> lists and public presentations of Samza.
> Reliance on Salaried Developers
> Currently, the developers are paid to do work on Samza. However, once the
> project has a community built around it, we expect to get committers,
> developers and community from outside the current core developers. However,
> because LinkedIn relies on Samza internally, the reliance on salaried
> developers is unlikely to change.
> Relationships with Other Apache Products
> Samza is deeply integrated with Apache products. Samza uses Apache Kafka as
> its underlying message passing system. Samza also uses Apache YARN for task
> scheduling. Both YARN and Kafka, in turn, rely on Apache ZooKeeper for
> coordination. In addition, we hope to integrate with Apache HDFS in the
> near future.
> An Excessive Fascination with the Apache Brand
> While we respect the reputation of the Apache brand and have no doubts that
> it will attract contributors and users, our interest is primarily to give
> Samza a solid home as an open source project following an established
> development model. We have also given reasons in the Rationale and
> Alignment sections.
> Documentation
> Initial Source
> Available upon request.
> External Dependencies
> The dependencies all have Apache compatible licenses.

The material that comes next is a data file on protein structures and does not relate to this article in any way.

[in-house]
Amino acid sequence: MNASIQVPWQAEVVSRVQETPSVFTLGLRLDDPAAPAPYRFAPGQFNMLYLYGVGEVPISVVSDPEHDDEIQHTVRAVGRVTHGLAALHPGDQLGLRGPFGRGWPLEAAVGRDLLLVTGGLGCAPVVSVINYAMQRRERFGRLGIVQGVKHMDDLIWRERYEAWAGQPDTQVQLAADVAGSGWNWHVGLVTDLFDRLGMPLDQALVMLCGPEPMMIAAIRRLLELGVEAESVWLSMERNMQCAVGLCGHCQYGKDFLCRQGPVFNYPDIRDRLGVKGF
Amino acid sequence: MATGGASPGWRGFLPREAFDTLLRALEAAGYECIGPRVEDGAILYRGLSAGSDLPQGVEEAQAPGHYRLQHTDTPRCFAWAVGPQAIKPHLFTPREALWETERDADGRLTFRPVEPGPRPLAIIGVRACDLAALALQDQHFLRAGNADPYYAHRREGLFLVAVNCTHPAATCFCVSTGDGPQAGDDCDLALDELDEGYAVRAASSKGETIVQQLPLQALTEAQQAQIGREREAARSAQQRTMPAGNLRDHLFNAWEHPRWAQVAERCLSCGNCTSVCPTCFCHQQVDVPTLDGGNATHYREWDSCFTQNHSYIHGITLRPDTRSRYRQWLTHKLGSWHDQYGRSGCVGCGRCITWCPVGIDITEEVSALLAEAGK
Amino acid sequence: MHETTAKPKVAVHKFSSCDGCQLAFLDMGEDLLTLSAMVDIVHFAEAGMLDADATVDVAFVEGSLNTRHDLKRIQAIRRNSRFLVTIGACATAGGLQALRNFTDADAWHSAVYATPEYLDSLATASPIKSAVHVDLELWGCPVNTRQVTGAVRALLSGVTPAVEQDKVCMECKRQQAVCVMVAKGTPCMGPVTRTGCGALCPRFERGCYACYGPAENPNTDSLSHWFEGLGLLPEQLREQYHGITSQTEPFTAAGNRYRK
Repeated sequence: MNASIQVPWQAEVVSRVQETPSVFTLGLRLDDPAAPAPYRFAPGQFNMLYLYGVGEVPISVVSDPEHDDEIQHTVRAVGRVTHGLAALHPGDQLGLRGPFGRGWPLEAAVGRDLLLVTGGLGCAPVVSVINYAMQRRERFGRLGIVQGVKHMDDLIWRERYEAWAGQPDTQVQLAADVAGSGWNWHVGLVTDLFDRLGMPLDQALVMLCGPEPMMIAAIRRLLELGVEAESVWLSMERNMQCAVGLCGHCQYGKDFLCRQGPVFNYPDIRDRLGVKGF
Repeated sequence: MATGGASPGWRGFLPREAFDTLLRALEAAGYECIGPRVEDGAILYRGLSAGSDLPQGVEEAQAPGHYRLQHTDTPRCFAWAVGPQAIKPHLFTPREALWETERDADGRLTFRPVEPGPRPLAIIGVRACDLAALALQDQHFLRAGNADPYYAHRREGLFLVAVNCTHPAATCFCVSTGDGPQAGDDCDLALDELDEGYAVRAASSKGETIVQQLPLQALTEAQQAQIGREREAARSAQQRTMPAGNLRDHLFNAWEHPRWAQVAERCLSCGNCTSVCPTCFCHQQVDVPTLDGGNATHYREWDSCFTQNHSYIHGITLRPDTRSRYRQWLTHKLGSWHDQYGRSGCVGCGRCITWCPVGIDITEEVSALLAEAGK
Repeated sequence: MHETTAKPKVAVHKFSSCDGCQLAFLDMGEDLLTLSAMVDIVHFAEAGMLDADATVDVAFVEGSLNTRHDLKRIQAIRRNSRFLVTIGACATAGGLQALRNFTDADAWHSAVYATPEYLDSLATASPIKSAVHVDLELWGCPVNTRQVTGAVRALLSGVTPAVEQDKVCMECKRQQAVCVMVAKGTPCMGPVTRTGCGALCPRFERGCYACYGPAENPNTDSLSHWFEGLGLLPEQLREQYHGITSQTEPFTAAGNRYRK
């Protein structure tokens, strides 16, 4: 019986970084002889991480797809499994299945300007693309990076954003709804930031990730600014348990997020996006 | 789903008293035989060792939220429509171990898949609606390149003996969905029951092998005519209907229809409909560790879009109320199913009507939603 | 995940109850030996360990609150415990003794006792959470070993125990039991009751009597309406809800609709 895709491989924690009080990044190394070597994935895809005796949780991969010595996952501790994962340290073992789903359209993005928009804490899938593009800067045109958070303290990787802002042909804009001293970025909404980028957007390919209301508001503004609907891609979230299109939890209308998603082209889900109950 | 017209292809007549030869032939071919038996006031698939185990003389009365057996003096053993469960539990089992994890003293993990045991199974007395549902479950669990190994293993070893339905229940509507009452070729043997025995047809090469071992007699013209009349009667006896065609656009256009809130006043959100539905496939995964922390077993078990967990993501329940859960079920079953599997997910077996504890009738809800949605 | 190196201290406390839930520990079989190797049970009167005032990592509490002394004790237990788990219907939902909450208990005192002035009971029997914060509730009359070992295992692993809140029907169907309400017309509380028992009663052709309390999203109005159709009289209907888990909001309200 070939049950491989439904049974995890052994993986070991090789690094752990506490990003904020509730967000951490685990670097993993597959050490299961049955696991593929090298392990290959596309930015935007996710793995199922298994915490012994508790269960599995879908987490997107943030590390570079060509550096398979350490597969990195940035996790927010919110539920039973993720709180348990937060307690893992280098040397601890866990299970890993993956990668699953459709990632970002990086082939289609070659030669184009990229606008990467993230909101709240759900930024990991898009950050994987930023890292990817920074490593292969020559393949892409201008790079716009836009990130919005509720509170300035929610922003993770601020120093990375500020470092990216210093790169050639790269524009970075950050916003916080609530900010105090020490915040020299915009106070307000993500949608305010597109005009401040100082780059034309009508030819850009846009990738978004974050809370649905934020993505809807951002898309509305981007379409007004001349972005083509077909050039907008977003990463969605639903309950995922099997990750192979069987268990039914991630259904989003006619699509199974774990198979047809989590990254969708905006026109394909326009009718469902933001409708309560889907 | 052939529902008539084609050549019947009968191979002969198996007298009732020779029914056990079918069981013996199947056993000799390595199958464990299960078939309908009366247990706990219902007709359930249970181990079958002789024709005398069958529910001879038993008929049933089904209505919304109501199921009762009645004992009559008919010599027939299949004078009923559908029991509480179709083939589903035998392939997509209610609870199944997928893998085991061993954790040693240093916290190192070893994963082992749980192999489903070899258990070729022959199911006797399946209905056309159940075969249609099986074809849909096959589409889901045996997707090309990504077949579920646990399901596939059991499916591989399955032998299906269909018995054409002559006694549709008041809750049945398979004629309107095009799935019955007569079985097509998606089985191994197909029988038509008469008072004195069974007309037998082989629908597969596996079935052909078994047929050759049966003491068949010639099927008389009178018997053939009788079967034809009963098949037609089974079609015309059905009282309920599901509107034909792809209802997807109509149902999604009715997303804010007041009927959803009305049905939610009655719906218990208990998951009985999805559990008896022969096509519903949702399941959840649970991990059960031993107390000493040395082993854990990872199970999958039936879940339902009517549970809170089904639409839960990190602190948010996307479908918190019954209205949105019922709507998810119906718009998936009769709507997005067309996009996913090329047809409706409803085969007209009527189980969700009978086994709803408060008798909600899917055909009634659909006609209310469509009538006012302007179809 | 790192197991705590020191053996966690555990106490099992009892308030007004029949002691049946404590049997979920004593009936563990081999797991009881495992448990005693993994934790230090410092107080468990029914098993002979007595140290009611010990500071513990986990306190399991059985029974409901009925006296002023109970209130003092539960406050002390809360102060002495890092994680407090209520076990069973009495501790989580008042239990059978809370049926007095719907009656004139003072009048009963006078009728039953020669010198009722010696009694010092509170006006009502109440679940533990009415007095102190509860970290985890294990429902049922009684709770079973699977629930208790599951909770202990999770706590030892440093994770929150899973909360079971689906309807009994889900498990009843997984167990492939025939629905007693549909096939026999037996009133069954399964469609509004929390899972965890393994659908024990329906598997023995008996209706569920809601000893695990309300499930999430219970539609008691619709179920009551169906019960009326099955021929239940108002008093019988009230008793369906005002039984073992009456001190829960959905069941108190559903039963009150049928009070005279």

> metrics (Apache 2.0)
> zkclient (Apache 2.0)
> zookeeper (Apache 2.0)
> jetty (Apache 2.0)
> jackson (Apache 2.0)
> commons-httpclient (Apache 2.0)
> slf4j (MIT)
> avro (Apache 2.0)
> hadoop (Apache 2.0)
> junit (Common Public License)
> grizzled-slf4j (BSD)
> scalatra (
> scala (
> joptsimple (MIT)
> kafka (Apache 2.0)
> scalate (Apache 2.0)
> leveldb jni (BSD)
> Cryptography
> Samza will depend on secure Hadoop, which can optionally use Kerberos.
> Required Resources
> Mailing Lists
> samza-private for private PMC discussions (with moderated subscriptions)
> samza-dev
> samza-commits
> Subversion Directory
> Git is the preferred source control system: git://
> Issue Tracking
> JIRA Samza (SAMZA)
> Other Resources
> The existing code already has unit tests, so we would like a Hudson
> instance to run them whenever a new patch is submitted. This can be added
> after project creation.
> Initial Committers
> Jay Kreps
> Jakob Homan
> Chris Riccomini
> Sriram Subramanian
> Affiliations
> Jay Kreps (LinkedIn)
> Jakob Homan (LinkedIn)
> Chris Riccomini (LinkedIn)
> Sriram Subramanian (LinkedIn)
> Sponsors
> Champion
> Jakob Homan (Apache Member)
> Nominated Mentors
> Arun C Murthy <acmurthy at apache dot org>
> Chris Douglas <cdouglas at apache dot org>
> Roman Shaposhnik <rvs at apache dot org>
> Sponsoring Entity
> We are requesting the Incubator to sponsor this project.

Arun C. Murthy
Hortonworks Inc.